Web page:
A gym, TV room, and indoor games like table tennis. There are times when the staff come and say they don’t feel like going home anymore because they don’t even have running water. Here, they have been given comfortable rooms and all the facilities and they are being trained to take care of them. They are being trained to make their beds every morning and to keep the common areas clean. The heads of departments check on the staff accommodation once a week, I also go on spot checks every ten days. The staff appreciate the efforts. They feel that there is someone who cares, someone who checks up on them.

We also created a separate block for the female staff in twin sharing rooms. Now it is easier to attract women and the ladies are much happier.


As one of the few female GMs in Sri Lanka, what are your views on women and the hospitality industry here?

There is a misconception that working in hospitality is not a suitable job for women. We, however, try as much as possible to change that.

We go and visit village schools and I bring Dilrukshi Kariyawasam, our Junior Front Office Executive with me. She is a role model for the young women. She is from the local area and has worked her way up from a laundry assistant to front office executive. Her career shows young girls that they can get into this industry and progress upward.

I was also recently invited by the Cultural Triangle Hoteliers association to talk to the female staff in their hotels. To share my experiences with them and let them know that it’s how you deal with difficulties that helps you to sustain in the industry. We discussed the problems they faced and how to overcome them. I have been in the industry for over 25 years and I started in Sri Lanka. For me, as a young woman in the industry, it was not an easy path, but if you are strong you can overcome it.

In my team, I have 13 female staff, in guest facing roles, the kitchen, laundry, and the garden. Previously, it was thought that women are not strong enough to work in the garden but we have proved them wrong. A woman can do any job that a man does, you just need to have the proper mind-set.

Ulagalla by Uga Escapes, Sri Lanka, Pool

The pool at Ulagalla by Uga Escapes

The hotel is located in a beautiful rural spot. Does that bring its own challenges?

If you are located in an area like this, it’s very important to have good relations with the community, the local people, and the police.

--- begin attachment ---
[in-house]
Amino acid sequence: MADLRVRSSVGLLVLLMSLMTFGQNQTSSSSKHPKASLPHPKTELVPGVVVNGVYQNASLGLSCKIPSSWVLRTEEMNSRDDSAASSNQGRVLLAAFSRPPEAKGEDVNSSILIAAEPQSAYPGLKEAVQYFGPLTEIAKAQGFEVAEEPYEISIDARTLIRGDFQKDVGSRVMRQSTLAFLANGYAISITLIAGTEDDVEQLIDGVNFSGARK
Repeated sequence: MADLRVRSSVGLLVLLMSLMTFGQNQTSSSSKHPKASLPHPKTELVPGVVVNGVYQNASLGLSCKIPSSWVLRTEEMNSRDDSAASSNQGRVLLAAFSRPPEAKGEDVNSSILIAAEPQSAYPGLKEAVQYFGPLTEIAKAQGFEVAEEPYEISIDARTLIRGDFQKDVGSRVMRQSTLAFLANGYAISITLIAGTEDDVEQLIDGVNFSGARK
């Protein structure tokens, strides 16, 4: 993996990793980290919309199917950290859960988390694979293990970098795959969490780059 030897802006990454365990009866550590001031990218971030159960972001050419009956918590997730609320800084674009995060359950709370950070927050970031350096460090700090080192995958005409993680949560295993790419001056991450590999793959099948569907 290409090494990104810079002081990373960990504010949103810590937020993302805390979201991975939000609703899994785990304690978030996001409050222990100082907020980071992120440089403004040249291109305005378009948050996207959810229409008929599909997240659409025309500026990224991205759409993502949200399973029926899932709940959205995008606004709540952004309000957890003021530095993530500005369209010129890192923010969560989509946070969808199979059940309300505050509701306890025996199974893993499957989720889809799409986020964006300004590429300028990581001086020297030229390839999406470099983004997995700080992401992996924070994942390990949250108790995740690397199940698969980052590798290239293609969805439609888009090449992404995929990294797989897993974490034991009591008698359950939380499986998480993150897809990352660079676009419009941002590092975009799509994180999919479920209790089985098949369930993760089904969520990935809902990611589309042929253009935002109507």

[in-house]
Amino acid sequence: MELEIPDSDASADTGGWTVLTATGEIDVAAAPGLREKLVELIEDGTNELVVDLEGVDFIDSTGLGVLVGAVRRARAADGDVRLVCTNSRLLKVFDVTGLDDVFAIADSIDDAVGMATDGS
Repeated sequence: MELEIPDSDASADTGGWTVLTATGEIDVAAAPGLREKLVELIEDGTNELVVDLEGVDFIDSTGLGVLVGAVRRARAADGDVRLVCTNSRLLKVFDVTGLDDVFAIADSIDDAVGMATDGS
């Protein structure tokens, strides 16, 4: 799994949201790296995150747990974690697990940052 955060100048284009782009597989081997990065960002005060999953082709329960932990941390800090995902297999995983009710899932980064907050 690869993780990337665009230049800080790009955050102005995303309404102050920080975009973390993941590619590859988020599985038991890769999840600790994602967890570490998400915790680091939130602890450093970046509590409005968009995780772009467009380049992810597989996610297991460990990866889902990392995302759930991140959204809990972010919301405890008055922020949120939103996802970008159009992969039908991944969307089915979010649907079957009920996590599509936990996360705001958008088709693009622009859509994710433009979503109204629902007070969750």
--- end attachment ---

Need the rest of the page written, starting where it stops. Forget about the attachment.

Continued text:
As an example, at the end of last year, we built 5 new villas and the access road was through a village. When the land owners wanted to sell, we were helpless. By good fortune, I spoke to the gentleman who helped with our coffee machine and he gave me access through his land. If I didn’t have that relationship I would have been totally lost getting the big trucks through the hotel to the site.

Community involvement is very important. We invite the local community to special events, like when we had an all-night pirith chanting, and we encourage them to supply us their crops of organic vegetables to create employment. If the paddy farmers don’t have enough water, we will divert ours to help them, they just need to come and ask.


What is your goal for the next two years?

To be the best boutique hotel in Sri Lanka. From a business point of view, we have a target of a minimum 98% rating on trip advisor.

My other target is to make sure my team is happy and well looked after. I want to hear their suggestions and feedback. I have one-on-one meetings and feedback is recorded anonymously and circulated back to the department heads. In return we, the management, review and respond by an agreed date. It’s not a one-way process. We need to put a lot of effort in to get these things done, but we do it because it’s important.


Ulagalla by Uga Escapes, Sri Lanka, welcome bell ceremony Sumanaratne

Mr Sumanaratne, one of the first employees at the property, takes guests through a bell ringing ceremony to welcome them to the hotel.

Hospitality Insider Issue 4